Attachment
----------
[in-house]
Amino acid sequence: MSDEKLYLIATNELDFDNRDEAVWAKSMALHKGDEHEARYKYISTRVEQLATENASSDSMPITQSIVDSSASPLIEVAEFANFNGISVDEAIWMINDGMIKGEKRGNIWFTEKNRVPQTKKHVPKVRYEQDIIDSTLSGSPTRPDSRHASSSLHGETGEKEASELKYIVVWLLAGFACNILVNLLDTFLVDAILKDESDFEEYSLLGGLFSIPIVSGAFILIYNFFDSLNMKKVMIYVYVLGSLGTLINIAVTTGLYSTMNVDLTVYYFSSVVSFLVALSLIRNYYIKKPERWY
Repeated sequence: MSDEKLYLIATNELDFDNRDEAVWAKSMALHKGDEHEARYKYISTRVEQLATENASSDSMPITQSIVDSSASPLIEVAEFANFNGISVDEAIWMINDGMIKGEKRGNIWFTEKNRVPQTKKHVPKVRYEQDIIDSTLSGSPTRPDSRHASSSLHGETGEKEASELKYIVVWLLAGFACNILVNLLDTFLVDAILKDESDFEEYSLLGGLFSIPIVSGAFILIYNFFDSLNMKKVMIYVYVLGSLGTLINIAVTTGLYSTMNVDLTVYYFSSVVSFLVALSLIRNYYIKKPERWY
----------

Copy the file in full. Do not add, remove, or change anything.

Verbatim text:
[in-house]
Amino acid sequence: MSDEKLYLIATNELDFDNRDEAVWAKSMALHKGDEHEARYKYISTRVEQLATENASSDSMPITQSIVDSSASPLIEVAEFANFNGISVDEAIWMINDGMIKGEKRGNIWFTEKNRVPQTKKHVPKVRYEQDIIDSTLSGSPTRPDSRHASSSLHGETGEKEASELKYIVVWLLAGFACNILVNLLDTFLVDAILKDESDFEEYSLLGGLFSIPIVSGAFILIYNFFDSLNMKKVMIYVYVLGSLGTLINIAVTTGLYSTMNVDLTVYYFSSVVSFLVALSLIRNYYIKKPERWY
Repeated sequence: MSDEKLYLIATNELDFDNRDEAVWAKSMALHKGDEHEARYKYISTRVEQLATENASSDSMPITQSIVDSSASPLIEVAEFANFNGISVDEAIWMINDGMIKGEKRGNIWFTEKNRVPQTKKHVPKVRYEQDIIDSTLSGSPTRPDSRHASSSLHGETGEKEASELKYIVVWLLAGFACNILVNLLDTFLVDAILKDESDFEEYSLLGGLFSIPIVSGAFILIYNFFDSLNMKKVMIYVYVLGSLGTLINIAVTTGLYSTMNVDLTVYYFSSVVSFLVALSLIRNYYIKKPERWY